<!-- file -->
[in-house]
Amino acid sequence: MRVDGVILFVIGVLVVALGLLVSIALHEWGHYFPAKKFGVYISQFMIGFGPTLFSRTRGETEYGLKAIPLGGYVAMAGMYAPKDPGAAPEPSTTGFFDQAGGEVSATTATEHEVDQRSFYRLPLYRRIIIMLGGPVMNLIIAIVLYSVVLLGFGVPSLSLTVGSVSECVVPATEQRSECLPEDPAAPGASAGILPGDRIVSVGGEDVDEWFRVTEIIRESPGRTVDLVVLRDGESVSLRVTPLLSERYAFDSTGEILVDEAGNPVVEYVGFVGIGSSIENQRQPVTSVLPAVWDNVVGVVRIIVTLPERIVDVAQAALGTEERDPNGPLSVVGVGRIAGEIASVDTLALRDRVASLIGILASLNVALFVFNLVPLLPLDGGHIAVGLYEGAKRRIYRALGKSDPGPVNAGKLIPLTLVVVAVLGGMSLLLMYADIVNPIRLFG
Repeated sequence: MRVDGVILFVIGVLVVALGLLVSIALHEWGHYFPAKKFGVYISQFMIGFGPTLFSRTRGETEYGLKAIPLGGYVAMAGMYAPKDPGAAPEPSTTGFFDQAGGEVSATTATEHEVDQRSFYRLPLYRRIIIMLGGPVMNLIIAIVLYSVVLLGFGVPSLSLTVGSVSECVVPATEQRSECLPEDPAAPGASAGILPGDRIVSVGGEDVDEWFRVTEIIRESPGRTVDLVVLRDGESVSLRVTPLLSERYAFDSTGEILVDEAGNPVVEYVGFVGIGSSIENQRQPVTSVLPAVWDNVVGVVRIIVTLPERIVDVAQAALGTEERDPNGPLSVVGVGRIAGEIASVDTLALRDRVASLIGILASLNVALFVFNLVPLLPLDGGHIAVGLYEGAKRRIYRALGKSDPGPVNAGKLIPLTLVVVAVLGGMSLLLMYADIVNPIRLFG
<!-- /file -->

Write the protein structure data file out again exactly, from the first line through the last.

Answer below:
[in-house]
Amino acid sequence: MRVDGVILFVIGVLVVALGLLVSIALHEWGHYFPAKKFGVYISQFMIGFGPTLFSRTRGETEYGLKAIPLGGYVAMAGMYAPKDPGAAPEPSTTGFFDQAGGEVSATTATEHEVDQRSFYRLPLYRRIIIMLGGPVMNLIIAIVLYSVVLLGFGVPSLSLTVGSVSECVVPATEQRSECLPEDPAAPGASAGILPGDRIVSVGGEDVDEWFRVTEIIRESPGRTVDLVVLRDGESVSLRVTPLLSERYAFDSTGEILVDEAGNPVVEYVGFVGIGSSIENQRQPVTSVLPAVWDNVVGVVRIIVTLPERIVDVAQAALGTEERDPNGPLSVVGVGRIAGEIASVDTLALRDRVASLIGILASLNVALFVFNLVPLLPLDGGHIAVGLYEGAKRRIYRALGKSDPGPVNAGKLIPLTLVVVAVLGGMSLLLMYADIVNPIRLFG
Repeated sequence: MRVDGVILFVIGVLVVALGLLVSIALHEWGHYFPAKKFGVYISQFMIGFGPTLFSRTRGETEYGLKAIPLGGYVAMAGMYAPKDPGAAPEPSTTGFFDQAGGEVSATTATEHEVDQRSFYRLPLYRRIIIMLGGPVMNLIIAIVLYSVVLLGFGVPSLSLTVGSVSECVVPATEQRSECLPEDPAAPGASAGILPGDRIVSVGGEDVDEWFRVTEIIRESPGRTVDLVVLRDGESVSLRVTPLLSERYAFDSTGEILVDEAGNPVVEYVGFVGIGSSIENQRQPVTSVLPAVWDNVVGVVRIIVTLPERIVDVAQAALGTEERDPNGPLSVVGVGRIAGEIASVDTLALRDRVASLIGILASLNVALFVFNLVPLLPLDGGHIAVGLYEGAKRRIYRALGKSDPGPVNAGKLIPLTLVVVAVLGGMSLLLMYADIVNPIRLFG